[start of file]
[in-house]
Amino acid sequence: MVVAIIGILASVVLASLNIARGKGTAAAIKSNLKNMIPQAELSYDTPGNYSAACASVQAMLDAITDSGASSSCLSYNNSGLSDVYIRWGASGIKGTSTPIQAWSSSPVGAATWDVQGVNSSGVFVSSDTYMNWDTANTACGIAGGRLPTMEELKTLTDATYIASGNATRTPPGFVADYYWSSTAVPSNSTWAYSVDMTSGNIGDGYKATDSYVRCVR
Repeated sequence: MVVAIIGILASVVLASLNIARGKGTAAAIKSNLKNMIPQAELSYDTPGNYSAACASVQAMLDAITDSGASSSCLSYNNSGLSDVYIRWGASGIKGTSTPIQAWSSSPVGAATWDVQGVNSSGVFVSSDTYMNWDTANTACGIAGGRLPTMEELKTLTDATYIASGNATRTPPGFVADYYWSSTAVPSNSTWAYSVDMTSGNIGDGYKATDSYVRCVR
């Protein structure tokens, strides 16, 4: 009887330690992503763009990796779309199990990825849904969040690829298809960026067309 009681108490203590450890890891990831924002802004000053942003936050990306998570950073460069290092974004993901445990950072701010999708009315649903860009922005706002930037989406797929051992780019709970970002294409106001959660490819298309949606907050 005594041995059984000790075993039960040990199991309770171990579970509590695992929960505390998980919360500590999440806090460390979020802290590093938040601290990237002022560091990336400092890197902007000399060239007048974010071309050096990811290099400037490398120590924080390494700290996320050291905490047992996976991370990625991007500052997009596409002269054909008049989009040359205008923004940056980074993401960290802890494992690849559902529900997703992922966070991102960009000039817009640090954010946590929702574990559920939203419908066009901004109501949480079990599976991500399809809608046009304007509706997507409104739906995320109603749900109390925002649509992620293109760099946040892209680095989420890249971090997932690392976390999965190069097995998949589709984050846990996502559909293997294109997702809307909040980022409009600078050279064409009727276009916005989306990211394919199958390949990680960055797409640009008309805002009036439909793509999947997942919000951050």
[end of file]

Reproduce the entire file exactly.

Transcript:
[in-house]
Amino acid sequence: MVVAIIGILASVVLASLNIARGKGTAAAIKSNLKNMIPQAELSYDTPGNYSAACASVQAMLDAITDSGASSSCLSYNNSGLSDVYIRWGASGIKGTSTPIQAWSSSPVGAATWDVQGVNSSGVFVSSDTYMNWDTANTACGIAGGRLPTMEELKTLTDATYIASGNATRTPPGFVADYYWSSTAVPSNSTWAYSVDMTSGNIGDGYKATDSYVRCVR
Repeated sequence: MVVAIIGILASVVLASLNIARGKGTAAAIKSNLKNMIPQAELSYDTPGNYSAACASVQAMLDAITDSGASSSCLSYNNSGLSDVYIRWGASGIKGTSTPIQAWSSSPVGAATWDVQGVNSSGVFVSSDTYMNWDTANTACGIAGGRLPTMEELKTLTDATYIASGNATRTPPGFVADYYWSSTAVPSNSTWAYSVDMTSGNIGDGYKATDSYVRCVR
């Protein structure tokens, strides 16, 4: 009887330690992503763009990796779309199990990825849904969040690829298809960026067309 009681108490203590450890890891990831924002802004000053942003936050990306998570950073460069290092974004993901445990950072701010999708009315649903860009922005706002930037989406797929051992780019709970970002294409106001959660490819298309949606907050 005594041995059984000790075993039960040990199991309770171990579970509590695992929960505390998980919360500590999440806090460390979020802290590093938040601290990237002022560091990336400092890197902007000399060239007048974010071309050096990811290099400037490398120590924080390494700290996320050291905490047992996976991370990625991007500052997009596409002269054909008049989009040359205008923004940056980074993401960290802890494992690849559902529900997703992922966070991102960009000039817009640090954010946590929702574990559920939203419908066009901004109501949480079990599976991500399809809608046009304007509706997507409104739906995320109603749900109390925002649509992620293109760099946040892209680095989420890249971090997932690392976390999965190069097995998949589709984050846990996502559909293997294109997702809307909040980022409009600078050279064409009727276009916005989306990211394919199958390949990680960055797409640009008309805002009036439909793509999947997942919000951050």